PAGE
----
Microfluidic diagnostics for the developing world

Department of Engineering Science and Mechanics, The Pennsylvania State University, University Park, PA 16802, USA.
Lab on a Chip (Impact Factor: 6.12). 03/2012; 12(8):1412-6. DOI: 10.1039/c2lc90022j
Source: PubMed


For more than a decade, it has been expected that microfluidic technology would revolutionize the healthcare industry with simple, inexpensive, effective, and ubiquitous miniature diagnostic devices. To date, however, microfluidics has not yet been able to live up to these expectations. This fact has led to the recent development of new philosophies and methodologies for microfluidic diagnostics. In this Focus article, we will discuss some of the latest breakthroughs that could significantly impact medical diagnostics in the developing world.

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    • "They possess advantages of being inexpensive, easy to use, lightweight and low cost [1] [2]. These devices are capable of detecting very small molecules such as glucose, lactose, alcohol, cholesterol, uric acid, antibody and antigen [3] [4]. For their production , different fabrication techniques such as photolithography, inkjet printing, wax patterning and plasma treatment of hydrophobic paper have been used [5]. "
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    ABSTRACT: This study focuses on the fabrication of a novel, flexible and disposable textile based biosensing platform by the use of an absorbent microfibrous nonwoven substrate as the base material. This platform was fabricated via photolithography technique. Physical barriers were designed using a hydrophobic photo-resist polymer which defined the liquid penetration pathways on the fabric surface. A good hydrophilic/hydrophobic contrast of the fabricated patterns on the fabric and a well-controlled liquid capillary penetration was achieved in the patterns. The potential of the system was tested by constructing an enzyme biosensor based on colorimetric detection of hydrogen peroxide. To obtain a more enhanced and reproducible signal, the reservoirs were modified with gelatin and a linear working range of 0.1–0.6 μM H2O2 was obtained. The system could work on temperatures as high as 50 °C without any loss in the signal and in a pH range of 3.0–7.0. This bio-sensing platform may later be combined by H2O2 producing oxidases such as glucose oxidase, lactate oxidase, etc. and used for the rapid detection of various kinds of important analytes.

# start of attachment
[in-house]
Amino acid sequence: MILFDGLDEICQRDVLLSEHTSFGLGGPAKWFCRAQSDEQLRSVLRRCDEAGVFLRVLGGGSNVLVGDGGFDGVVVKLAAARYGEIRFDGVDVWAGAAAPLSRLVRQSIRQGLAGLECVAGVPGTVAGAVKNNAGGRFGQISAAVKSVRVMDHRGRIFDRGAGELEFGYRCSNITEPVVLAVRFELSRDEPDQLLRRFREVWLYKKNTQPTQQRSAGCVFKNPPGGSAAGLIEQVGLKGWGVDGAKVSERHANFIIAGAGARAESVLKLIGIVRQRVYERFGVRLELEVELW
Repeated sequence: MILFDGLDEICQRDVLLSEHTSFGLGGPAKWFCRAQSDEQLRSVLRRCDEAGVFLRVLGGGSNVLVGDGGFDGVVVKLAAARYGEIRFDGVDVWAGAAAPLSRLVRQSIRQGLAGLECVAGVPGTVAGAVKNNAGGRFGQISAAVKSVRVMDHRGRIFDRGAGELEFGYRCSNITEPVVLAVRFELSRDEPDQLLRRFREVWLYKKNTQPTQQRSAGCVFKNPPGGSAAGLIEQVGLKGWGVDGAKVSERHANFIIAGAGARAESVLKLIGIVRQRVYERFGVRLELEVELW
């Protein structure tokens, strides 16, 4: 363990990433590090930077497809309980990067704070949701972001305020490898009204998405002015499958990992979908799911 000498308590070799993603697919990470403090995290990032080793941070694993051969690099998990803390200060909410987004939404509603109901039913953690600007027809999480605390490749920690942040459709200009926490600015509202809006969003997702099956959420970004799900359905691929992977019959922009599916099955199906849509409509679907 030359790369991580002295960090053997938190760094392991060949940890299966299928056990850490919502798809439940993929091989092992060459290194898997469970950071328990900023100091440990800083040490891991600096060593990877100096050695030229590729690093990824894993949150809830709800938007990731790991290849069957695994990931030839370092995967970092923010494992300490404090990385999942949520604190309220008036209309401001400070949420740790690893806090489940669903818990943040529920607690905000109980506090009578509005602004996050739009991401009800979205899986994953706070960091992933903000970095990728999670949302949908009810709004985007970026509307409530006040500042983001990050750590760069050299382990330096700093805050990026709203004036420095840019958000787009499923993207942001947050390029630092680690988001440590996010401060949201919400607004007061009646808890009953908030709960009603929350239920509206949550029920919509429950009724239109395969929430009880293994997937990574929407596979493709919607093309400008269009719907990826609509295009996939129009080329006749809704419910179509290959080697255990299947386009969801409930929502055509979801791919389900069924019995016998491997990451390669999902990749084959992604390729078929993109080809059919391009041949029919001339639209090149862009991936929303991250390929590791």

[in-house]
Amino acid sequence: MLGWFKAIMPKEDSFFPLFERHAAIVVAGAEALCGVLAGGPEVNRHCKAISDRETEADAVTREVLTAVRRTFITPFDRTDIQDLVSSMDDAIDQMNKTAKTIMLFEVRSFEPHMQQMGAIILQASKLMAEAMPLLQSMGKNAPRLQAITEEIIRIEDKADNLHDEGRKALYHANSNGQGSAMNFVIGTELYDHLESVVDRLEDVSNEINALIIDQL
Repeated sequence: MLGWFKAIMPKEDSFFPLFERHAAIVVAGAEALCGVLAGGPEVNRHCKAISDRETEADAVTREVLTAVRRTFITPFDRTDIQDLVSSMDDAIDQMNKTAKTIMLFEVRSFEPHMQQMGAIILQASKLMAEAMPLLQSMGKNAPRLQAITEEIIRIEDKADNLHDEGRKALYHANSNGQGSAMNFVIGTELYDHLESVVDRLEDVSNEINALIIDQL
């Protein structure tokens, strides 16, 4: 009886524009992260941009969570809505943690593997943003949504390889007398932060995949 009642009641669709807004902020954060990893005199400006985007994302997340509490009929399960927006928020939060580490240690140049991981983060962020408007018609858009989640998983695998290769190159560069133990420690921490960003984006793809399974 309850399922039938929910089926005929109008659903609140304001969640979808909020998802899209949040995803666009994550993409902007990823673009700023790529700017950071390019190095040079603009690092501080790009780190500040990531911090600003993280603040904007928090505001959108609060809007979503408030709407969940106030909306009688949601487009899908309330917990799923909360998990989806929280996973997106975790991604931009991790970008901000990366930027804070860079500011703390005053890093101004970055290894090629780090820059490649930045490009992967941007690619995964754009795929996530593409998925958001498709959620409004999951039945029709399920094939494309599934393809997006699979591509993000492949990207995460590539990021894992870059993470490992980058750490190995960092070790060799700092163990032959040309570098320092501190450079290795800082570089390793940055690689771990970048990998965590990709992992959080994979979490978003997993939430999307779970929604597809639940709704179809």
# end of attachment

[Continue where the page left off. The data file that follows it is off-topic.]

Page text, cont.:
Sensors and Actuators B Chemical 03/2015; 208:475-484. DOI:10.1016/j.snb.2014.11.042 · 4.10 Impact Factor
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    • "Different fabrication methods for analytical devices have been used such as screen (wax) printing, ink-jet printing, plotting, plasma treatment and photolithography. It is difficult to form hydrophobic barriers through the entire thickness of substrate with uniform width, using simple printing technologies [3] [4]. "
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    ABSTRACT: A novel textile-based analytical device with a simultaneous, rapid, sensitive and qualitative response for analyte detection that may have a potential use in different body fluids such as sweat, blood, saliva and urine is proposed in this study as an alternative to its paper-based counterparts. A porous polypropylene spunbond nonwoven was used as base fabric which is superior to paper with higher tear and crinkle resistance, flexibility and wearability.
    01/2014; 490-491:274-279. DOI:10.4028/
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    ABSTRACT: This paper describes an efficient and high throughput method for fabricating three-dimensional (3D) paper-based microfluidic devices. The method avoids tedious alignment and assembly steps and eliminates a major bottleneck that has hindered the development of these types of devices. A single researcher now can prepare hundreds of devices within 1 h.
    Lab on a Chip 06/2012; 12(15):2630-3. DOI:10.1039/c2lc40331e · 6.12 Impact Factor
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